Domain Authority 2.0 – What’s Changed and What Does it Mean for Your Site?

Domain Authority 2.0 – What’s Changed and What Does it Mean for Your Site?

Metrics are extremely useful for SEO companies. These tools allow us to measure the value of websites and the success of campaigns, which is why it’s crucial to keep up with any major updates made to these SEO metrics so we can continue to accurately interpret the information they provide us with.

One of the most widely used pieces of SEO software used throughout the industry is ‘Domain Authority’. At the start of March 2019, Moz updated the metric to Domain Authority 2.0, but what impact has this had on SEO agencies and their clients? And how exactly do we use the metric anyway? Let’s take an in-depth look.

How does Domain Authority Work?

Created by Moz, Domain Authority can predict how well a webpage is likely to rank on a search engine’s results page (SERP) based on several different factors.

A site’s Domain Authority is calculated based on the number of inbound links, the quality of these links, and the number of ranking keywords. The site will then receive a rating on a scale from 0 to 100 – the DA score. The higher your score, the more likely it is your website will rank highly on SERPs.

Until recently, Google displayed its own indicator of how highly a page would appear: PageRank. Since this came from Google itself, this was considered the best predictor. However, in 2016, after years of dwindling support and sparse updates, Google removed the PageRank toolbar which displays the data to the public, causing a rise in popularity of similar systems as SEO specialists searched for suitable replacements.
While it’s completely independent of Google and has no direct impact on its ranking (meaning a high DA score does not automatically guarantee a website will rank highly in Google’s search engine results), Domain Authority is currently considered one of the best predictors and has become an industry standard metric.

As Google does not reveal much about how it ranks its search results and is constantly updating its algorithm hundreds of times throughout the year, metrics such as Domain Authority must also make changes to keep their results as accurate as possible. Hence, we have this new 2019 update.

What’s changed with the update?

The purpose of the update was to make Domain Authority more trustworthy by adding new ranking factors that better assess link quality, including Moz’s Spam Score metric. Moz has also changed the training algorithm to a neural network, which allows the metric to become more accurate over time and detect link manipulation schemes.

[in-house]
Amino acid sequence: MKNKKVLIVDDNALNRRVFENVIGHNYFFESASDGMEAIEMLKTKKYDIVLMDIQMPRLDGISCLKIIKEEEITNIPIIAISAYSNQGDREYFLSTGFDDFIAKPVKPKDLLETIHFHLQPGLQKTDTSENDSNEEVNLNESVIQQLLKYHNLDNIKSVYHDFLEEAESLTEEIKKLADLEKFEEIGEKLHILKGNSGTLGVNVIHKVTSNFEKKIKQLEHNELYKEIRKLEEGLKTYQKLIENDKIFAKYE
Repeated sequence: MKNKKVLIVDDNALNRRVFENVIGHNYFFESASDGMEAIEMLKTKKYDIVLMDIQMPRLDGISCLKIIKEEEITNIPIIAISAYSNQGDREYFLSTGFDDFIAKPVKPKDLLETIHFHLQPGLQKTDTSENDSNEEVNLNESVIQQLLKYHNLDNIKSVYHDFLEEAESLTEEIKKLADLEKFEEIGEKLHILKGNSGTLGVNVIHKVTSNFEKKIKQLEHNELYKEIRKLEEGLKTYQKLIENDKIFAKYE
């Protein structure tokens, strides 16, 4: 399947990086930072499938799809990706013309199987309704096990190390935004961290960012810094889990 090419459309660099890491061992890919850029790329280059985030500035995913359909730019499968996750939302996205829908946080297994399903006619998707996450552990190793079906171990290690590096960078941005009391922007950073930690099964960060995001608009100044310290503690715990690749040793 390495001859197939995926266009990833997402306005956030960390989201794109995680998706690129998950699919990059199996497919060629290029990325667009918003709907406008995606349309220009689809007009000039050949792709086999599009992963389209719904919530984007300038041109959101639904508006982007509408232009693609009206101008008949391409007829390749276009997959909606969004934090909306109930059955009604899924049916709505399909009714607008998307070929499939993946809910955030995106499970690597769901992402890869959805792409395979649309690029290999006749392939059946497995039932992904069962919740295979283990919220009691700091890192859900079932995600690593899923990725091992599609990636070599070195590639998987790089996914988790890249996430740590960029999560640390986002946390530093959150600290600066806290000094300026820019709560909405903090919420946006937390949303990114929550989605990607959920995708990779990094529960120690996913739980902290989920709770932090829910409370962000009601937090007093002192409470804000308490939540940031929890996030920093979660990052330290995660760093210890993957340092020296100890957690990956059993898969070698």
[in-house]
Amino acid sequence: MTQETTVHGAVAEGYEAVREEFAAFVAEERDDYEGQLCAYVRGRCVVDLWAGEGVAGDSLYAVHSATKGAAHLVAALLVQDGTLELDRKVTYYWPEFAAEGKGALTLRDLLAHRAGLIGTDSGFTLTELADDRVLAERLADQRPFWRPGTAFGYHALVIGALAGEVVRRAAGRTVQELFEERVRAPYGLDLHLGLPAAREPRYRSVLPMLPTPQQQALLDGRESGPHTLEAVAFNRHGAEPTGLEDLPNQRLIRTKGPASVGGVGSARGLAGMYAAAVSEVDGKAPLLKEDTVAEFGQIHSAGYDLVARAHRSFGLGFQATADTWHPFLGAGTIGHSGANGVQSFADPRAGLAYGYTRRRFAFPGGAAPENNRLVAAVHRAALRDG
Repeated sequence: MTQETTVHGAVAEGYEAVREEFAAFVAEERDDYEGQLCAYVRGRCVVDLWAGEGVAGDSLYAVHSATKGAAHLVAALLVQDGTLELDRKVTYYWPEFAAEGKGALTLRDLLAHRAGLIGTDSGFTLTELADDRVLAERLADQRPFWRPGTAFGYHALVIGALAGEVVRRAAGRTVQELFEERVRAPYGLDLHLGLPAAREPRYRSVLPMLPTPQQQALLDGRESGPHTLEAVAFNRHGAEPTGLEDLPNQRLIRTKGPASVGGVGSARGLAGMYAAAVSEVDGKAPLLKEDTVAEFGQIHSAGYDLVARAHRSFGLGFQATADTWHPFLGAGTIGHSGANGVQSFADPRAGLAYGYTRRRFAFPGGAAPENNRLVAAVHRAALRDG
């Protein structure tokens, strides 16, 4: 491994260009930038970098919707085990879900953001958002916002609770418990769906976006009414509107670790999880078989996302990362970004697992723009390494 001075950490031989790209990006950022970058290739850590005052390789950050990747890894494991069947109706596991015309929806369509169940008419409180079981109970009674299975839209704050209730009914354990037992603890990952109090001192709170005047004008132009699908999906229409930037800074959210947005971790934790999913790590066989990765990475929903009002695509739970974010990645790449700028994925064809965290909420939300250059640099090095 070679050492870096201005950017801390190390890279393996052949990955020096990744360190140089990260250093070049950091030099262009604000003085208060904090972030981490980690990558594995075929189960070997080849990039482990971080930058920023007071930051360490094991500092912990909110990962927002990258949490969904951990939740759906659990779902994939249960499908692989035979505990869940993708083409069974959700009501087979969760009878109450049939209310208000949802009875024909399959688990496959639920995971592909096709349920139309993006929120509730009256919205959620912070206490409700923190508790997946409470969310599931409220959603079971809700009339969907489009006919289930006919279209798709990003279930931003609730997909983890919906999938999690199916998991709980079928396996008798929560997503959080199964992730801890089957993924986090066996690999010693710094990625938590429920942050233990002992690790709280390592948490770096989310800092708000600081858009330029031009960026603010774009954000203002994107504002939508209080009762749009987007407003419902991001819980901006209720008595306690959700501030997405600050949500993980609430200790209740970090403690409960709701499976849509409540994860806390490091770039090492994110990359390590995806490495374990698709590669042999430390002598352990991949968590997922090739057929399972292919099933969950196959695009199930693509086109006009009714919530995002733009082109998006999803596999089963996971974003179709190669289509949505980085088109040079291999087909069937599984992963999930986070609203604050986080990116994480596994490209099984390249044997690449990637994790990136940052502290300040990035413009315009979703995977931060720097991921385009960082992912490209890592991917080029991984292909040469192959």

The update has also aimed to devalue link sellers and filter out spammers who have tried to take advantage of the metric by buying links to increase their DA score and then using this higher score for monetary purposes.

With the introduction of the new ranking factors, both link buyers and sellers who have tried to manipulate the algorithm have experienced a drop in their Domain Authority (according to Moz, link sellers, auction domains, and link networks have been hit the hardest by the update).

Moz’s improvements to its metric have highlighted how it’s now more crucial than ever to have an effective organic link building campaign. This means ensuring your site is full of excellent content that visitors love and want to revisit, share, and link to.

Will this update affect my site’s ranking?

In short: no.

It’s important to remember that Domain Authority is a proprietary metric of Moz calculated with its own algorithms. The DA score is merely an indicator of how well a page may rank in results compared to its competitors and has no direct influence on Google rankings.

If this new update has caused a sudden drop in a site’s DA score, this is not necessarily a cause for concern among webmasters; Moz has stated that because it has updated the way it calculates DA, falls in the score are to be expected, and fluctuations do not reflect changes to your site.

We must emphasise that DA is intended to be used as a comparative metric. Moz has always made it clear that the DA score alone does not mean anything and should not be viewed in isolation. Instead, it’s best if you view the score next to those of your site’s top competitors. While falls and rises are probable, what’s worth paying attention to is whether your competitor’s scores are fluctuating at the same rate. For instance, a drop to a DA of 40 may sound worrying and imply there’s much room for improvement, but it’s impressive when all your competitor’s sites have scored in the 25-35 range.

Just another tool in an SEO expert’s arsenal

Domain Authority is just one of many metrics providing valuable data to SEO companies, and it’s necessary for companies in the legal and financial sectors to recognise the usefulness of a variety of different metrics and understand how to use them so that they know how best to optimise their website, measure the effectiveness of marketing campaigns, and see how well they’re likely to rank in SERPs compared to their competitors.
At BORN, we use Domain Authority along with other similar industry-standard metrics, including SEMrush’s Trust Score and Page Score, to determine how we can improve on a site’s SEO value.

We are experts in all matters relating to SEO, with nearly 20 years of experience helping legal and financial services companies improve their SEO value significantly. Contact us today and see what we can do for your company.

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